Classic 21-Hydroxylase Deficiency

Effects of Hyperandrogenism

External Genitalia: Adrenocortical cell differentiation occurs early in embryogenesis, and although the biochemical schedule of steroid synthesis has not been completely elucidated, it is clear that genital development in the fetus takes place in the setting of active fetal adrenal steroid synthesis. Because differentiation of the external genitalia is sensitive to androgen, excess adrenal androgen produces genital ambiguity in females affected by classic 21-hydroxylase deficiency. In utero masculinization consists of mild to pronounced clitoral enlargement, varying degrees of labioscrotal fusion, and a urogenital sinus with the type and degree of virilization proportional to the onset of hyperandrogenism (Figs. 8-2 and 8-3). The 21-hydroxylase form of CAH is the most common cause of genital ambiguity in females. Every phenotypic male with hypospadias and bilateral cryptorchidism should be considered a female with CAH and should be evaluated immediately for classic 21-hydroxylase deficiency.

Although differentiation of male genitalia in utero is not affected, the genitalia of infants of both genders undergo androgen-stimulated growth postnatally. High testosterone levels of adrenal origin cause gonadotropin suppression, which results in the characteristic finding in older boys of a large penis and small testes. Hyperpigmentation of the genitalia of both males and females can also result from high ACTH secretion.

Internal Genitalia: Gonadal differentiation and internal genital morphogenesis are not affected by the enzyme abnormalities of classic steroid 21-hydroxylase deficiency. Because there is no anomalous secretion of antimüllerian hormone (AMH), which is synthesized by the Sertoli cells of the fetal testis, müllerian duct development in the female proceeds normally into the uterus and fallopian tubes.37 Thus, normal child-bearing capacity exists in females. Wolffian duct stabilization and differentiation normally take place in the context of local testosterone levels in the male, and this process appears to be unaffected by elevated systemic prenatal adrenal androgens.

Growth

Postnatal somatic growth in both genders is markedly affected by the chronic hyperandrogenism of untreated 21-hydroxylase deficiency. High levels of androgens cause accelerated growth in early childhood, producing an unusually tall and often quite muscular child, an “infant Hercules” (Fig. 8-4). This early growth spurt, however, is followed by premature epiphyseal maturation and closure, resulting in a final height that is short relative to that expected on the basis of midparental target height. Exposure to glucocorticoids used in replacement therapy at doses that may exceed the physiologic requirement has been postulated to be another important factor in the poor growth of these patients.38

We have previously shown that final height is one of the features of CAH least amenable to glucocorticoid replacement therapy.39 Analysis of 47 patients with classic CAH separated into two groups defined by the degree of hormonal control failed to show a significant difference in height outcome with the use of standard treatment.40 A pilot study combining recombinant human growth hormone with a gonadotropin-releasing hormone superagonist to improve final height in those patients with CAH with advanced skeletal maturation and poor predicted final adult height demonstrated that this significantly improved final adult height in children with CAH.41

Hair and Skin Gland Abnormalities

Facial, axillary, and pubic hair often appears very early; pubarche sometimes occurs in infancy. Adult body odor in children, temporal alopecia, and severe acne are other typical features that are reversible with treatment.

Fertility

Excess adrenal sex steroids inhibit the pubertal changes in gonadotropin secretion directed by the hypothalamic-pituitary axis, probably via a negative feedback effect at the hypothalamus or the pituitary. This inhibition is reversible by suppression of adrenal androgen production. In most untreated or poorly treated adolescent girls and in some adolescent boys, spontaneous pubertal development does not occur until proper glucocorticoid treatment is instituted. Menstrual irregularity and secondary or even primary amenorrhea with or without hirsutism can occur in untreated and poorly controlled women. An association of virilizing CAH with polycystic ovary syndrome has also been noted.44,45 Reproductive capacity in females with classic CAH is reduced. Meyer-Bahlburg46 compared the fertility of women with different forms of classic 21-hydroxylase deficiency. In those women with an adequate introitus and heterosexual activity, he found that fertility was approximately 60% with the simple virilizing form (n = 25), whereas in the salt-wasting form (n = 15), fertility was only 7%.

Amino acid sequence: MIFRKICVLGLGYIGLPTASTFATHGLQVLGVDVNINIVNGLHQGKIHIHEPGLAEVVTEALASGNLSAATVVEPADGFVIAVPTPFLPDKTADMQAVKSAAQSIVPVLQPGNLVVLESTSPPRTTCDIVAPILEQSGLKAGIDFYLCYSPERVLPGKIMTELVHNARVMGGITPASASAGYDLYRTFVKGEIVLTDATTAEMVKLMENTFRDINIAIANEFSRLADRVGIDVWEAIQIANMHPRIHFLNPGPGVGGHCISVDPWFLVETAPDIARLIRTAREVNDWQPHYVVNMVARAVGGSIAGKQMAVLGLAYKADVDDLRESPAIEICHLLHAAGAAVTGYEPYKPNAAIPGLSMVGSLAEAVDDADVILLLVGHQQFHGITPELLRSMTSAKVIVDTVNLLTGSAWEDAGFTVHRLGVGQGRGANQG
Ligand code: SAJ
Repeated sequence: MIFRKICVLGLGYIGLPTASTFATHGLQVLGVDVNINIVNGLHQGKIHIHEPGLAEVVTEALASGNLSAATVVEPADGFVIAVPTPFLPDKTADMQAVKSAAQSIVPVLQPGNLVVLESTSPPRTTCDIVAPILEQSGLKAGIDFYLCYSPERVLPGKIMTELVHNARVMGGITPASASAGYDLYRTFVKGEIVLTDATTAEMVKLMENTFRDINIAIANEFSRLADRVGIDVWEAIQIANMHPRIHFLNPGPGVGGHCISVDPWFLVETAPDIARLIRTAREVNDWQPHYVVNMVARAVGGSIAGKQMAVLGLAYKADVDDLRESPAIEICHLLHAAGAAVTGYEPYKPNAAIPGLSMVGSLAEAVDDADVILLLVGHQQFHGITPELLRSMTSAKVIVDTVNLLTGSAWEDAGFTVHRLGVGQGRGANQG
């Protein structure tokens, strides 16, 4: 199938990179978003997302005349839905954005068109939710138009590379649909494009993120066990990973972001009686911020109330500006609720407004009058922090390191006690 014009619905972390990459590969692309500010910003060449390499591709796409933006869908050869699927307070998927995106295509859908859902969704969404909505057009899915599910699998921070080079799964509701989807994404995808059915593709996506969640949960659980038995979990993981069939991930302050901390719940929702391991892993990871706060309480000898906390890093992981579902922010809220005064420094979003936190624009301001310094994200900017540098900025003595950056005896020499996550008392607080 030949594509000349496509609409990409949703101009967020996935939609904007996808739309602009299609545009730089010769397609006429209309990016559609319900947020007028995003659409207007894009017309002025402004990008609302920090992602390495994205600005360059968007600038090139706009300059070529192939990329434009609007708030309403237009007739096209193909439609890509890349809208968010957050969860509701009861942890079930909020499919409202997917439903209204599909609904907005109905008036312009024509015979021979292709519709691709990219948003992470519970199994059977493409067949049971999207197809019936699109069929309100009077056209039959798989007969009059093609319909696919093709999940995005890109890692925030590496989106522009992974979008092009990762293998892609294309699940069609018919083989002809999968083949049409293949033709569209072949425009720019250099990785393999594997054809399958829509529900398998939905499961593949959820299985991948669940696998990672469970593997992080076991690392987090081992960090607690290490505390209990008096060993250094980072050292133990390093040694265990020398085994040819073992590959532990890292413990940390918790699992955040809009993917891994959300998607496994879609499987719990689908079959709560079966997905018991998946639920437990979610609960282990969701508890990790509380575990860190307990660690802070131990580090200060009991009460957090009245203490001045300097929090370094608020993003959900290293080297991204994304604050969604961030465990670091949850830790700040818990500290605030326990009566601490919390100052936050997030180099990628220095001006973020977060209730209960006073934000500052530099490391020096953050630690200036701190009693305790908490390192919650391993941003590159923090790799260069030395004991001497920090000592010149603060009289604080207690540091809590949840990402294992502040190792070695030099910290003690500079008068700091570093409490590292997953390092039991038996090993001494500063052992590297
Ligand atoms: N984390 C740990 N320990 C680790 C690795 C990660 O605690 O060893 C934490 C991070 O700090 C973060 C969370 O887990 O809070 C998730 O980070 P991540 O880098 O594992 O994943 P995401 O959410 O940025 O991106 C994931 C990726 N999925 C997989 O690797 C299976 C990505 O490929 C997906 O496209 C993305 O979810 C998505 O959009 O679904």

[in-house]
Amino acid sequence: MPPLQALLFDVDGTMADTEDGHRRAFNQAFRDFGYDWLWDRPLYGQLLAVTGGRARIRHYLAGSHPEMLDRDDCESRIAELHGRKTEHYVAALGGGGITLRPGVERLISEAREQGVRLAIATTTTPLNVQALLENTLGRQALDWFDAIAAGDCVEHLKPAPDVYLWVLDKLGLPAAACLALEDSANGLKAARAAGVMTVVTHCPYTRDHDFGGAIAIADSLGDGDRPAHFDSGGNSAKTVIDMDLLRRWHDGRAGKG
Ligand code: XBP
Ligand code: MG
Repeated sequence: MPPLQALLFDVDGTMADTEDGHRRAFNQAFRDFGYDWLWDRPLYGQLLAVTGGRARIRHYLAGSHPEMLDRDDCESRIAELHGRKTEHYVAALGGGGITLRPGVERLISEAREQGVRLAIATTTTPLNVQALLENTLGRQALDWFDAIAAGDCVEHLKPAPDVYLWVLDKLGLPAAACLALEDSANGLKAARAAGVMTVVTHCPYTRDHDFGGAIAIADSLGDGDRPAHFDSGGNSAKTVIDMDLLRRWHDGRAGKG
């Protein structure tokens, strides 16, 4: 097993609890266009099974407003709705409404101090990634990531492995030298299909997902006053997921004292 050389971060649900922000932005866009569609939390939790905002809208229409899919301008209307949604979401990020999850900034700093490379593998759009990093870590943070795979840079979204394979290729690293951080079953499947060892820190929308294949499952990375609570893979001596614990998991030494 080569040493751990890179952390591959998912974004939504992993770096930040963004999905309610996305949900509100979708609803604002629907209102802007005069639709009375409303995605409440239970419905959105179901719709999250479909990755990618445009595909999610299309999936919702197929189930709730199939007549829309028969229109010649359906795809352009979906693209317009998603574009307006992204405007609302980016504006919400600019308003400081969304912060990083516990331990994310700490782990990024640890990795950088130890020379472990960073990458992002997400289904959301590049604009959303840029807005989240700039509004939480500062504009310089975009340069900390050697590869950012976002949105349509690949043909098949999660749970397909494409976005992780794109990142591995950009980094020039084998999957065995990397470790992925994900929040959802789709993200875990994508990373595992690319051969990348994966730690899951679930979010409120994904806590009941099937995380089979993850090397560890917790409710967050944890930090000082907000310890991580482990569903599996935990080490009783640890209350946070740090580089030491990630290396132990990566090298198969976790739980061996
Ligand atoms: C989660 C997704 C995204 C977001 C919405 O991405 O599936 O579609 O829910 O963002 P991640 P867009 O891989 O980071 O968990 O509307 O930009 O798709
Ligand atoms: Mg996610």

Traditionally, well-treated patients were thought to have the onset of puberty occur at the expected chronologic age; however, a recent analysis suggests that puberty does in fact occur early than expected—and height is compromised—especially in salt-wasting males.47 The gonadotropin response to gonadotropin-releasing hormone (gonadotropin-releasing hormone or luteinizing hormone-releasing hormone) is appropriate for age in well-controlled prepubertal and pubertal female patients unless ovarian disease is present. Poor control of the disease in males with classic CAH has been associated with small testes and azoospermia. However, cases of normal testicular maturation and spermatogenesis and fertility in untreated men have been reported.48 Well-treated males are normally fertile and have normal pubertal development, spermatogenesis, and testicular function. Later in life, males may develop nodular hyperplasia of adrenal rest tissue, causing enlargement of the testes, which may respond to high-dose glucocorticoid treatment. With the use of ultrasonography, several studies have identified testicular “tumors” in many or even most adolescent and adult male patients with CAH (ages 16 to 40 years).49,50 Tumors ranged in size from 0.2 to 4.0 cm, and in many of these patients, the tumors were palpable. The degree of hormonal control did not correlate with the presence of tumor; indeed, many adequately or even overtreated subjects had identifiable tumors. Genotype was predictive of tumor size, with the most severe mutations correlating with the largest tumors.49 Leydig cell function also was commonly impaired in these subjects.50 The adrenal glands of subjects with mutations in the 21-hydroxylase gene, both homozygous and heterozygous, are known to be larger than those of controls. This increased surface area has been associated with an increased risk of adrenal tumor formation, and indeed adrenal “incidentalomas” are more common in these groups.51 However, a retrospective analysis of “true” adrenal tumors failed to demonstrate an increased incidence of mutations, either germline or somatic.52